Ira “Bob” Born, the inventor of Marshmallow Peeps, has died at 98. He also invented the machine that makes the famous Easter candies. They mustn’t have been very easy to make by hand.
They came out in 1953, and I have loved Peeps all my life. Today they stir up fond memories of my family, and little pink and yellow chicks nestled in the green plastic “grass” in my Easter basket. I know it has nothing to do with the true joy and meaning of Easter–except that everything we know as wholesome, benign, and good comes to us as the gift of God.
So I couldn’t let this go without thanking Mr. Born for something sweet and pleasant in my life. I have a couple of packs of Peeps sitting on my table as we speak. And memories. I won’t let go of those.
Maybe it really is a metaphor for life.
A friend of mine, back in the 1970s, got a grant from the university to publish a magazine called “Popular Culture.” The first thing we did was to hold an organizational meeting, open to all. Forty or fifty people showed up for it.
The next thing was to create an editorial staff. “We don’t know any of you,” we told our audience, “so what we’ll do is this: Anyone who wants to be an editor can be an editor.” Six or seven people took us up on that.
My friend was troubled. “We don’t have enough black people on our editorial board,” he said.
“But we offered editorial positions to anyone who wanted one,” I said. “We rejected no one! What could be fairer than that?”
But he was still unhappy with it. “If you’re going to turn this into some kind of affirmative action exercise, you can count me out,” I said. So we went with what we had and managed to generate two issues before my friend, now a publisher, lost interest and let the whole thing fold.
I thought it was a pretty cool magazine. We had articles on professional wrestling as a metaphor for life (my article), Carlos Castaneda (remember him?), Kojak, game shows, etc. The editors did their best, and it was pretty good.
Nowadays I suppose we’d be branded White Supremacists and the self-appointed people’s tribunal would come gunning for us.
Lesson: You just can’t please some people; and it’s a waste of time to try.
This lifelike, life-size doll came onto the market in 1959. Not long afterward, my sister got one as a Christmas present. She and the doll were about the same size.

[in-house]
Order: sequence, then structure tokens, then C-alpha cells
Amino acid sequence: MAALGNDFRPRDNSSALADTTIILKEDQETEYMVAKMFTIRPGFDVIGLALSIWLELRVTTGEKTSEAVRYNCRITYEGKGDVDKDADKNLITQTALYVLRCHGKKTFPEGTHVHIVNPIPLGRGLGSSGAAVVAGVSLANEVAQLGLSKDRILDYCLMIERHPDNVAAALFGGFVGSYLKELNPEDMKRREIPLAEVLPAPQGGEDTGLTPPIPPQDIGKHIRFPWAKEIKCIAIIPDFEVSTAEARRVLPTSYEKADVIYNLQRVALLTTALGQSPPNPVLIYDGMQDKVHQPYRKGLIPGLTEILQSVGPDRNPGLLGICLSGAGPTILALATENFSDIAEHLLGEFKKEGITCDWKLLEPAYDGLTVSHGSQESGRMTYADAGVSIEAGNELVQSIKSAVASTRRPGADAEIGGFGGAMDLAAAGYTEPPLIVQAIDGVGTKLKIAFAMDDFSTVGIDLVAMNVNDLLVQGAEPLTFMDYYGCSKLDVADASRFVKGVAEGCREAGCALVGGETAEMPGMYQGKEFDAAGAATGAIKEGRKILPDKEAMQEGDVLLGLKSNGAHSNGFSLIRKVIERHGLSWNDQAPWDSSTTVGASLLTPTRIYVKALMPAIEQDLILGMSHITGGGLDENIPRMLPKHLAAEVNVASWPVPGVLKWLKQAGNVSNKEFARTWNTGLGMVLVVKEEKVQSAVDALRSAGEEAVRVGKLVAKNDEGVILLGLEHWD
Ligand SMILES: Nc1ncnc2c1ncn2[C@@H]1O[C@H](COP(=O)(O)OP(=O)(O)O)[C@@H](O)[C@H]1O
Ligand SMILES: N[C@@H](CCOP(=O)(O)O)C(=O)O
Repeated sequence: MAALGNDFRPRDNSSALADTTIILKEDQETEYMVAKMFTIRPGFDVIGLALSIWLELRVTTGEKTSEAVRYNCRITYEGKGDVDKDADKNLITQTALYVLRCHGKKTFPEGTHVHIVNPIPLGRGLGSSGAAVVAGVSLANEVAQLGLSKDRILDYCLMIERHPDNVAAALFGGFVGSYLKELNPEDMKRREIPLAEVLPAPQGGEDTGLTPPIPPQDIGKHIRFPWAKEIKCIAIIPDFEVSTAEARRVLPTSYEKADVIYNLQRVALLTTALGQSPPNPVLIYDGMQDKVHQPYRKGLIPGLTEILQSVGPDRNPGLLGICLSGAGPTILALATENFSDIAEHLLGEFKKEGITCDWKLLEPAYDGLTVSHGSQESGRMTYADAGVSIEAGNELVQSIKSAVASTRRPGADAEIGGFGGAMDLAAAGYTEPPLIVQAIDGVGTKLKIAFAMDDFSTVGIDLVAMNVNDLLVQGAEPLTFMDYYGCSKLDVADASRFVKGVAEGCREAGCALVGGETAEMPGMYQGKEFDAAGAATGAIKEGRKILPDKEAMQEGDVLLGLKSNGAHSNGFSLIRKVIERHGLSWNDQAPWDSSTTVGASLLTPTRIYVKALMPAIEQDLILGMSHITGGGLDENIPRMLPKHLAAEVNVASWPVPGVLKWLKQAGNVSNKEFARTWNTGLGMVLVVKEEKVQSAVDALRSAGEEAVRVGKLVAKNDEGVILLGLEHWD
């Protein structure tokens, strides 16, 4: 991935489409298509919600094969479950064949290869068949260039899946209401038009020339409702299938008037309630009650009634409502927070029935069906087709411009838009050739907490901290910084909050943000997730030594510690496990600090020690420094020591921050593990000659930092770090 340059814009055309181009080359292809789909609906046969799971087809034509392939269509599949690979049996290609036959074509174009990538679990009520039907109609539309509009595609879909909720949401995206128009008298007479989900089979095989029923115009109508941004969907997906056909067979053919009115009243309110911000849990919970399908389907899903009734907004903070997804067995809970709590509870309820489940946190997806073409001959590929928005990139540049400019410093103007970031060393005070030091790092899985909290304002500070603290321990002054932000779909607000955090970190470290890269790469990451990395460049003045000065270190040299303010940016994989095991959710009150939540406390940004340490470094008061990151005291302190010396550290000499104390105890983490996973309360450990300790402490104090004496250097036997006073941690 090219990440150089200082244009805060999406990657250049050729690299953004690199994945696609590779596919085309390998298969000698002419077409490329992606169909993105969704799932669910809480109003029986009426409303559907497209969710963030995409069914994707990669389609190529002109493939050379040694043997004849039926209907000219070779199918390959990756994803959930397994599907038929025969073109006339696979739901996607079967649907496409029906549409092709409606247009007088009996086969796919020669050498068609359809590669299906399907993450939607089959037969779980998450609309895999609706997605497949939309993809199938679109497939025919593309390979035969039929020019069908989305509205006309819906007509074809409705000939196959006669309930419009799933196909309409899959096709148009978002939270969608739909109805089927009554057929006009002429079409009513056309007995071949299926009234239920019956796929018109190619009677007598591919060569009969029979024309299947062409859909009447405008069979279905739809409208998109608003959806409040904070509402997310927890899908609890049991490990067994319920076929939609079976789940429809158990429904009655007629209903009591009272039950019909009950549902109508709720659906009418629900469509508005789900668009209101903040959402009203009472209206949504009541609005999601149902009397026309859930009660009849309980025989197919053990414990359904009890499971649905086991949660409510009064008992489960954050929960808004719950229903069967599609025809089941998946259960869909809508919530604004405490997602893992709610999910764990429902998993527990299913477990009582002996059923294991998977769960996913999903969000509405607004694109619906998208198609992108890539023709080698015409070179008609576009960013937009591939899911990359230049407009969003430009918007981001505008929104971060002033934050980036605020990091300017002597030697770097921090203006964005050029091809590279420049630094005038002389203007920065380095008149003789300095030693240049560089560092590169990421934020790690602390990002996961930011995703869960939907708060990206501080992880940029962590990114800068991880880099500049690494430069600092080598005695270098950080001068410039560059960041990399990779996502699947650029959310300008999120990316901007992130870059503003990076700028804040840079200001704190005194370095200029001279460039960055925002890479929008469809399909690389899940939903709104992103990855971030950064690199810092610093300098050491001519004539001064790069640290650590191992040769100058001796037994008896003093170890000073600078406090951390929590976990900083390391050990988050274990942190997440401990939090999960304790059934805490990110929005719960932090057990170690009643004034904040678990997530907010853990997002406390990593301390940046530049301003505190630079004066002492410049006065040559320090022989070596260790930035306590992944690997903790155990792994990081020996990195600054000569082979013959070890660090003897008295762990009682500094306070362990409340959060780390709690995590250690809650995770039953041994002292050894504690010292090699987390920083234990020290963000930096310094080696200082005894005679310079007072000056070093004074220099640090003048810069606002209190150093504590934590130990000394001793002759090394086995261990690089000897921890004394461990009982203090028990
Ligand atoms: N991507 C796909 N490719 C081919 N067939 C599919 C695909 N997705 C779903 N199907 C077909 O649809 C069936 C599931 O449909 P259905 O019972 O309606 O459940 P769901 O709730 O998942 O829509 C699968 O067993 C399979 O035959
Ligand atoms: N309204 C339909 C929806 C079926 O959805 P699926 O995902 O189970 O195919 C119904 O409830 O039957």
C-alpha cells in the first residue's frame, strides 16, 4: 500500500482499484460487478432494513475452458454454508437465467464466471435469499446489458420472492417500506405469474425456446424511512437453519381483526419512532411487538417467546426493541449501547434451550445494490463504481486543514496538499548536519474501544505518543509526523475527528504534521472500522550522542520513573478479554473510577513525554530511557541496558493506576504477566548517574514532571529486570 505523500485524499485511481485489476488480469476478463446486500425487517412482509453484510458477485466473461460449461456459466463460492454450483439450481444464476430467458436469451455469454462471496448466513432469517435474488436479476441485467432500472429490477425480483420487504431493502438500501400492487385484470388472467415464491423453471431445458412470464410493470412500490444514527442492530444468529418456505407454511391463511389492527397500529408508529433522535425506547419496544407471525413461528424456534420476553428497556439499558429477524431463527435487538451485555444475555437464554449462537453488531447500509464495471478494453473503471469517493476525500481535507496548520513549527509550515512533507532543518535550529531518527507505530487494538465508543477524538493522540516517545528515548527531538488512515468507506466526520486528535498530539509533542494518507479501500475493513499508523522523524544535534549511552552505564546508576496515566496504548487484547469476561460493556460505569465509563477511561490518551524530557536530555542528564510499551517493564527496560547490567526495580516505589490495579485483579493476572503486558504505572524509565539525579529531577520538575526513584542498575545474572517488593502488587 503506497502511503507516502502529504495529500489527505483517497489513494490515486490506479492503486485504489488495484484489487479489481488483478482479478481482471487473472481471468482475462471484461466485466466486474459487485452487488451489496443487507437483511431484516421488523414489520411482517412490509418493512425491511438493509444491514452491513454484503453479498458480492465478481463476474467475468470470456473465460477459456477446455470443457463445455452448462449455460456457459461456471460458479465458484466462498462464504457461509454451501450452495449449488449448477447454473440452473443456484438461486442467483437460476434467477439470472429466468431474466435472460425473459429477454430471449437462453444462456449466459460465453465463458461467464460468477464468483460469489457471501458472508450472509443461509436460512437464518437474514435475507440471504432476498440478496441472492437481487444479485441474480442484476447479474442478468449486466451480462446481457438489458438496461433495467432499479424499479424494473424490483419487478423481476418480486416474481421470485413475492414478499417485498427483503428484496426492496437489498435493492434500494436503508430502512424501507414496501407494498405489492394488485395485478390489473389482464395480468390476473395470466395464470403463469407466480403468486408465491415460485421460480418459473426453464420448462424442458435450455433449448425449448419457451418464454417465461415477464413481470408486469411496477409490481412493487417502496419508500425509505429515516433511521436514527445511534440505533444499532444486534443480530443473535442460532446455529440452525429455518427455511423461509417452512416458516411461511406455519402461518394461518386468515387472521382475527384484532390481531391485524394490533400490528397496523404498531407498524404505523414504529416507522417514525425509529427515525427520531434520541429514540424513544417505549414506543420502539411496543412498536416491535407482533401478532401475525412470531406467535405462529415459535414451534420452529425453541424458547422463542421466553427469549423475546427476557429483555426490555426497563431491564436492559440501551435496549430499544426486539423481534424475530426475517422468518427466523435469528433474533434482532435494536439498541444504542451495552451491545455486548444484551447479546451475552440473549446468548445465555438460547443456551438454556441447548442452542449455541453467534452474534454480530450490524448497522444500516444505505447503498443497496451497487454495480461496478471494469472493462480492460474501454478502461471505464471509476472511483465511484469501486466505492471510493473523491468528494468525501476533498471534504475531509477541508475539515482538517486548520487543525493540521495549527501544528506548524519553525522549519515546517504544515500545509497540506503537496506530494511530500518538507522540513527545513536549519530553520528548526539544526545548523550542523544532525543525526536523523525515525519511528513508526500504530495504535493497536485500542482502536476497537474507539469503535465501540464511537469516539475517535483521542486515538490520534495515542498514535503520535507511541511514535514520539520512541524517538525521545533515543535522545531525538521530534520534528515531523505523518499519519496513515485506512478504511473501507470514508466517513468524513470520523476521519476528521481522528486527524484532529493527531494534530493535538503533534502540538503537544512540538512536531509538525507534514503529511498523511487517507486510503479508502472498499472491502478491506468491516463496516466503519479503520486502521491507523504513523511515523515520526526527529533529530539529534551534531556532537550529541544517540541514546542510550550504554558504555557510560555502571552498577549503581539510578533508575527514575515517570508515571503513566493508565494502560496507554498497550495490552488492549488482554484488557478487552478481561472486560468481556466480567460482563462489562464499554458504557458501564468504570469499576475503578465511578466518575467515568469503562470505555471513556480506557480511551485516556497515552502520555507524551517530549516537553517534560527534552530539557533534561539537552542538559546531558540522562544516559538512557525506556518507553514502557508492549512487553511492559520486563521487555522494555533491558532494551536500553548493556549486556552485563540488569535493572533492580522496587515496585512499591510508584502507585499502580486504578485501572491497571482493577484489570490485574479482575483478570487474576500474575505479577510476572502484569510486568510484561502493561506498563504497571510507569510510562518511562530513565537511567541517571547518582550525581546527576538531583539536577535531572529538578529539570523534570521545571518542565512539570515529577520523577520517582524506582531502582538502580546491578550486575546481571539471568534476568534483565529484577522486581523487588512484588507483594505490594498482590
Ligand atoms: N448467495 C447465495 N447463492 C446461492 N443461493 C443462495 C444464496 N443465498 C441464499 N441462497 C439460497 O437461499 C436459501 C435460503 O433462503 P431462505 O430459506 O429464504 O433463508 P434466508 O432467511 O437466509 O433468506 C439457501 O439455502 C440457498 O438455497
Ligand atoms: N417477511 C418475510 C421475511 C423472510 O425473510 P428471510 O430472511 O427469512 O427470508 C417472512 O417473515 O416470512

I soon learned that if you left Patty Play Pal sitting or standing in a dimly-lit room where she wasn’t expected to be, you could really give someone the willies if they suddenly encountered it. I mean, an extra person in the house, just staring at you… If the doll could have broken into a grin, it would’ve put my mother in orbit.
I’ll have to ask my sister if she still has her Patty Play Pal. Betcha you could sell it on eBay for a tidy sum.
Hey, boys ‘n’ girls! How would you like to build your own V-8 engine that really runs?
This was a hot toy in 1960–the Visible V-8. A lot of the parts were transparent so you could see how the engine worked. My father got my brother one for Christmas that year. Mark was pretty handy, but this model was too advanced for him; and I don’t get machines, so I was no help. Dad wound up having to assemble it.
I had to admit this was pretty cool. Push rods and pistons and rocker arms, and the fan propeller! Just hook it up to a couple of flashlight batteries, and you were off to the races. Lots of transparent parts so you could see what was going on inside. Even I learned a thing or two about engines from this. (“If them parts don’t move like so, it’s to the garage you go…”)
We had a lot of those “visible” models–the Visible Man (skeleton with guts–horrific), Visible Frog, Visible Cricket (yes, really)… and the coup fourre: the Visible Head. Crickey, you could open up a doctor’s office with this stuff. Just add a fake diploma.
Since 1960 there’ve been any number of “visible” engine model kits; I’m afraid to ask what they cost.
You could have a field day with leftover parts!
My brother and I built a lot of models, especially in the weeks after Christmas. Nothing like pretending to be sick (I doubt my mother was actually fooled) and spending the day in bed, putting together car and airplane models.
Many of these kits gave you spare parts galore, and after a while your inventory builds up. But that was an opportunity to build weird contraptions that didn’t actually exist! Extra car bodies, airplane wings, and battleships’ gun turrets–you could put them together into any crazy thing you pleased!
My favorite creation had a jalopy body, long legs made of oversized exhaust pipes (think War of the Worlds), a swiveling gun turret, a smokestack, and a number of attachments whose function was purely conjectural. It stood on a shelf on our bedroom wall, defying analysis. I wish I had a picture of it!
Do kids still build plastic models? Do they still scavenge the unused parts for imaginative creations? It certainly gave the imagination a workout, and was light-years more fun than anything we had in school.